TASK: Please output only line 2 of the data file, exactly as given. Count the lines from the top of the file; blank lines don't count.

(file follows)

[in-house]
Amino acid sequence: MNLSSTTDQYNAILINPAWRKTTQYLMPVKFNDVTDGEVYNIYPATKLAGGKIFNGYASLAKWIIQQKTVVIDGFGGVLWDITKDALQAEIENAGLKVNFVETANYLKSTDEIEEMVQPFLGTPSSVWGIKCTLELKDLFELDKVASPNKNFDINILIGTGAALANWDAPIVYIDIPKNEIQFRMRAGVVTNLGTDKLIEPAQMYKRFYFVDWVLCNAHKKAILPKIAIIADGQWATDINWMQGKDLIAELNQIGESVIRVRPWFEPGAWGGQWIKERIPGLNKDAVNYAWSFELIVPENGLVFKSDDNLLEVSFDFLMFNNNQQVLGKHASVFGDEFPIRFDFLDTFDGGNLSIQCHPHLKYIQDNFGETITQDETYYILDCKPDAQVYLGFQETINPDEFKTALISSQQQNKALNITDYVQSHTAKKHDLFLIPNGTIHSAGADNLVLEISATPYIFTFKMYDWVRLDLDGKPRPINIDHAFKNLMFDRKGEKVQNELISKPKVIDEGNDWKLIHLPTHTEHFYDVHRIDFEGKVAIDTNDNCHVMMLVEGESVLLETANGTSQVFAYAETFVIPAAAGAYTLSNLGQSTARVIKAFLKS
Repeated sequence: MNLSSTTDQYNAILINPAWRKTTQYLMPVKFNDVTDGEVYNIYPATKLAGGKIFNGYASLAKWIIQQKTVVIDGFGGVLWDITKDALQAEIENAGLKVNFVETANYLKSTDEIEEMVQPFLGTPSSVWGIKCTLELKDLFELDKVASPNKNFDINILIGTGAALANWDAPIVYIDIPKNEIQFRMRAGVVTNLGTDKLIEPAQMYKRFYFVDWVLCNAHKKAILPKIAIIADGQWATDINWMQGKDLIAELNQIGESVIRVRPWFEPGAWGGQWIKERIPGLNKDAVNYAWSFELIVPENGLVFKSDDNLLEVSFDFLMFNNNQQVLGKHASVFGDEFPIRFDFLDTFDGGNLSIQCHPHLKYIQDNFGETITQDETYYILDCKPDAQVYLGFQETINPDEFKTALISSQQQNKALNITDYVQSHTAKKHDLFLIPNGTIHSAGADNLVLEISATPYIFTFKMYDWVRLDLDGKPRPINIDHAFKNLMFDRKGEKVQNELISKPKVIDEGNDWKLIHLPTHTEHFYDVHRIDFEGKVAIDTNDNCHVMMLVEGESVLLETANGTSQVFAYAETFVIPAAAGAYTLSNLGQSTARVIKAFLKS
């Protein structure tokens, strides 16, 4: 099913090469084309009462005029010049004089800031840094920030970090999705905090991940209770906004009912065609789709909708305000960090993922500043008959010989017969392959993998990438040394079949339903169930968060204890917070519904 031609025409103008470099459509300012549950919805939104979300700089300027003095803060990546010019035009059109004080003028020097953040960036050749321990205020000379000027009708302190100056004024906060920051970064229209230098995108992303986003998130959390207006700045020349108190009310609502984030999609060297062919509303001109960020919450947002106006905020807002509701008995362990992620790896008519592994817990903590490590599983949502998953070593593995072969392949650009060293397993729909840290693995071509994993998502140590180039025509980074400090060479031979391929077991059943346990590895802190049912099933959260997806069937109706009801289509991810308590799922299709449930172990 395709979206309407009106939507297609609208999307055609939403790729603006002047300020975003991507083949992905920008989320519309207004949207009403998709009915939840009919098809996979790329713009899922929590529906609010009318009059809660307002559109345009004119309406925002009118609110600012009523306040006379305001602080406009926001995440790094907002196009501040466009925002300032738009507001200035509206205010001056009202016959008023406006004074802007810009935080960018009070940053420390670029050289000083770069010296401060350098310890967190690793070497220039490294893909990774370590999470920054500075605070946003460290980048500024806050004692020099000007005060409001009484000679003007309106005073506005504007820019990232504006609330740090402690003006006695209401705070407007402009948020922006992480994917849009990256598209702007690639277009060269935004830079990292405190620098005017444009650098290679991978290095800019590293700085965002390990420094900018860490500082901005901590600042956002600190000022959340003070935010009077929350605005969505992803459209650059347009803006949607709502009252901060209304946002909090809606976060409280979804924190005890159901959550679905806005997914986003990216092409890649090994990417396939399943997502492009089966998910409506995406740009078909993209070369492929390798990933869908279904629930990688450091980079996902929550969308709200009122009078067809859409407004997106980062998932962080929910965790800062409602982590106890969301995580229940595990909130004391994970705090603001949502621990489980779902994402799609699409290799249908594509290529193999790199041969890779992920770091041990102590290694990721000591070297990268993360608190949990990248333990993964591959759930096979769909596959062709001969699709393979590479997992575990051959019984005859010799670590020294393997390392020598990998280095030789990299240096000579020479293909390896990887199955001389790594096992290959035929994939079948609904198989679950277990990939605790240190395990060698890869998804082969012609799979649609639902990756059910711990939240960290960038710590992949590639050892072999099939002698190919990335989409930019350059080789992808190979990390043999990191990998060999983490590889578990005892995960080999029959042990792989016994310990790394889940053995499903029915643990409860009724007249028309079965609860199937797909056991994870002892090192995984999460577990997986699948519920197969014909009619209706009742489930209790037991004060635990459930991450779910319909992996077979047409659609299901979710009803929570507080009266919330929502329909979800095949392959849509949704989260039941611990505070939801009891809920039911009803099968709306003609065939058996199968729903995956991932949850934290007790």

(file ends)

Amino acid sequence: MNLSSTTDQYNAILINPAWRKTTQYLMPVKFNDVTDGEVYNIYPATKLAGGKIFNGYASLAKWIIQQKTVVIDGFGGVLWDITKDALQAEIENAGLKVNFVETANYLKSTDEIEEMVQPFLGTPSSVWGIKCTLELKDLFELDKVASPNKNFDINILIGTGAALANWDAPIVYIDIPKNEIQFRMRAGVVTNLGTDKLIEPAQMYKRFYFVDWVLCNAHKKAILPKIAIIADGQWATDINWMQGKDLIAELNQIGESVIRVRPWFEPGAWGGQWIKERIPGLNKDAVNYAWSFELIVPENGLVFKSDDNLLEVSFDFLMFNNNQQVLGKHASVFGDEFPIRFDFLDTFDGGNLSIQCHPHLKYIQDNFGETITQDETYYILDCKPDAQVYLGFQETINPDEFKTALISSQQQNKALNITDYVQSHTAKKHDLFLIPNGTIHSAGADNLVLEISATPYIFTFKMYDWVRLDLDGKPRPINIDHAFKNLMFDRKGEKVQNELISKPKVIDEGNDWKLIHLPTHTEHFYDVHRIDFEGKVAIDTNDNCHVMMLVEGESVLLETANGTSQVFAYAETFVIPAAAGAYTLSNLGQSTARVIKAFLKS